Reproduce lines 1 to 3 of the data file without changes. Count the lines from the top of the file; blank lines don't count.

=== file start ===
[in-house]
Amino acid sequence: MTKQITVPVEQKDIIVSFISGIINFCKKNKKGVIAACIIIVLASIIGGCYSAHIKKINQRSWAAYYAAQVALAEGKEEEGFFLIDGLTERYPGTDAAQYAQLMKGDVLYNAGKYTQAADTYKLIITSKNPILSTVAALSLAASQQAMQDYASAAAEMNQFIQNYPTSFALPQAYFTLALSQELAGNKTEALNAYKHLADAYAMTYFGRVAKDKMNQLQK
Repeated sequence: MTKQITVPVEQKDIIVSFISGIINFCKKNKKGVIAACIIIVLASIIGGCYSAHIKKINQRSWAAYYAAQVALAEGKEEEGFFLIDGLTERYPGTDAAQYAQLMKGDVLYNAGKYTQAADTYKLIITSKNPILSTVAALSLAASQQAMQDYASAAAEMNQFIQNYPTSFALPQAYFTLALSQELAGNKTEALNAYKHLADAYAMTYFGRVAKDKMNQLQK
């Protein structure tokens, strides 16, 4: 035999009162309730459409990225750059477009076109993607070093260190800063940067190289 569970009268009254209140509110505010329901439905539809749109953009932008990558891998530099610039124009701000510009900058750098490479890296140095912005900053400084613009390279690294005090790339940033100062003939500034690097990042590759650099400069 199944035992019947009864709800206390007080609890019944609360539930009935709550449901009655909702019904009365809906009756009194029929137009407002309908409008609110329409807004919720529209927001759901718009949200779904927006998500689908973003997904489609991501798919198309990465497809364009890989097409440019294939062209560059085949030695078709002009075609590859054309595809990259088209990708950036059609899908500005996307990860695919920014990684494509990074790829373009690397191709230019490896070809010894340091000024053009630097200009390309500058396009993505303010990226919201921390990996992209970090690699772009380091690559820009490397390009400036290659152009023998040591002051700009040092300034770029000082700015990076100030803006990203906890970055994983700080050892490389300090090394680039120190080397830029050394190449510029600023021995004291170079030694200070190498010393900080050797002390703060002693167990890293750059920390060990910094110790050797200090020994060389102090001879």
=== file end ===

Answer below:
[in-house]
Amino acid sequence: MTKQITVPVEQKDIIVSFISGIINFCKKNKKGVIAACIIIVLASIIGGCYSAHIKKINQRSWAAYYAAQVALAEGKEEEGFFLIDGLTERYPGTDAAQYAQLMKGDVLYNAGKYTQAADTYKLIITSKNPILSTVAALSLAASQQAMQDYASAAAEMNQFIQNYPTSFALPQAYFTLALSQELAGNKTEALNAYKHLADAYAMTYFGRVAKDKMNQLQK
Repeated sequence: MTKQITVPVEQKDIIVSFISGIINFCKKNKKGVIAACIIIVLASIIGGCYSAHIKKINQRSWAAYYAAQVALAEGKEEEGFFLIDGLTERYPGTDAAQYAQLMKGDVLYNAGKYTQAADTYKLIITSKNPILSTVAALSLAASQQAMQDYASAAAEMNQFIQNYPTSFALPQAYFTLALSQELAGNKTEALNAYKHLADAYAMTYFGRVAKDKMNQLQK